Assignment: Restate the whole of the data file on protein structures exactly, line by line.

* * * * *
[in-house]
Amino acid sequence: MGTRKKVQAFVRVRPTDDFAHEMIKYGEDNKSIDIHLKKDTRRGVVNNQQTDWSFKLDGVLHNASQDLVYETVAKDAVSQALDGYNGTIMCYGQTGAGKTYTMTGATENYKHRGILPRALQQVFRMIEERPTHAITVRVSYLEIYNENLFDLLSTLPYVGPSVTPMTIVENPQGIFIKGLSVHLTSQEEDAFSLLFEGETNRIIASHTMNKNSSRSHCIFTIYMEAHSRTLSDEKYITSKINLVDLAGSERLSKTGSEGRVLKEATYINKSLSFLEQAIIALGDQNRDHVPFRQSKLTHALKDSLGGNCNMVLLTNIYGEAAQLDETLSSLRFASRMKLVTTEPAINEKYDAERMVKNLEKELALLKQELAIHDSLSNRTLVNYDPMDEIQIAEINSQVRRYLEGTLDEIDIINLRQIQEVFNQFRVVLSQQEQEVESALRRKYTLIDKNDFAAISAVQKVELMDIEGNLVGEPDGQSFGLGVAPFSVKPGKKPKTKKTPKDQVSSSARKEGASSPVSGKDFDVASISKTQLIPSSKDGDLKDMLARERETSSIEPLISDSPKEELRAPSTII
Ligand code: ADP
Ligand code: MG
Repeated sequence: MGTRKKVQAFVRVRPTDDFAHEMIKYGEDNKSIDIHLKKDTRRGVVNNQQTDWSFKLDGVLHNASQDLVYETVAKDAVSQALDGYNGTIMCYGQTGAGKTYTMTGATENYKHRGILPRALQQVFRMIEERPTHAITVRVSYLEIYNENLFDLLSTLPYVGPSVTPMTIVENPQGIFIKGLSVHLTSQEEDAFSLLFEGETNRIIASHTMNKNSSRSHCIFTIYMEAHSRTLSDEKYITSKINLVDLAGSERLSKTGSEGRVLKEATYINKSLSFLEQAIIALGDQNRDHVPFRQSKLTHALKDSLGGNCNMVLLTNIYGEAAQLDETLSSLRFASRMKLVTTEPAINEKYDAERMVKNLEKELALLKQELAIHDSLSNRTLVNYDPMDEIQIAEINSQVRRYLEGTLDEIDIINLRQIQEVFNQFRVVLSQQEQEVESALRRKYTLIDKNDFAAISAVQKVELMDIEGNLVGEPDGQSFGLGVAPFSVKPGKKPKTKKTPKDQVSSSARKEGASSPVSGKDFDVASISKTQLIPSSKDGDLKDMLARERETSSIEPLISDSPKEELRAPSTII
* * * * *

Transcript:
[in-house]
Amino acid sequence: MGTRKKVQAFVRVRPTDDFAHEMIKYGEDNKSIDIHLKKDTRRGVVNNQQTDWSFKLDGVLHNASQDLVYETVAKDAVSQALDGYNGTIMCYGQTGAGKTYTMTGATENYKHRGILPRALQQVFRMIEERPTHAITVRVSYLEIYNENLFDLLSTLPYVGPSVTPMTIVENPQGIFIKGLSVHLTSQEEDAFSLLFEGETNRIIASHTMNKNSSRSHCIFTIYMEAHSRTLSDEKYITSKINLVDLAGSERLSKTGSEGRVLKEATYINKSLSFLEQAIIALGDQNRDHVPFRQSKLTHALKDSLGGNCNMVLLTNIYGEAAQLDETLSSLRFASRMKLVTTEPAINEKYDAERMVKNLEKELALLKQELAIHDSLSNRTLVNYDPMDEIQIAEINSQVRRYLEGTLDEIDIINLRQIQEVFNQFRVVLSQQEQEVESALRRKYTLIDKNDFAAISAVQKVELMDIEGNLVGEPDGQSFGLGVAPFSVKPGKKPKTKKTPKDQVSSSARKEGASSPVSGKDFDVASISKTQLIPSSKDGDLKDMLARERETSSIEPLISDSPKEELRAPSTII
Ligand code: ADP
Ligand code: MG
Repeated sequence: MGTRKKVQAFVRVRPTDDFAHEMIKYGEDNKSIDIHLKKDTRRGVVNNQQTDWSFKLDGVLHNASQDLVYETVAKDAVSQALDGYNGTIMCYGQTGAGKTYTMTGATENYKHRGILPRALQQVFRMIEERPTHAITVRVSYLEIYNENLFDLLSTLPYVGPSVTPMTIVENPQGIFIKGLSVHLTSQEEDAFSLLFEGETNRIIASHTMNKNSSRSHCIFTIYMEAHSRTLSDEKYITSKINLVDLAGSERLSKTGSEGRVLKEATYINKSLSFLEQAIIALGDQNRDHVPFRQSKLTHALKDSLGGNCNMVLLTNIYGEAAQLDETLSSLRFASRMKLVTTEPAINEKYDAERMVKNLEKELALLKQELAIHDSLSNRTLVNYDPMDEIQIAEINSQVRRYLEGTLDEIDIINLRQIQEVFNQFRVVLSQQEQEVESALRRKYTLIDKNDFAAISAVQKVELMDIEGNLVGEPDGQSFGLGVAPFSVKPGKKPKTKKTPKDQVSSSARKEGASSPVSGKDFDVASISKTQLIPSSKDGDLKDMLARERETSSIEPLISDSPKEELRAPSTII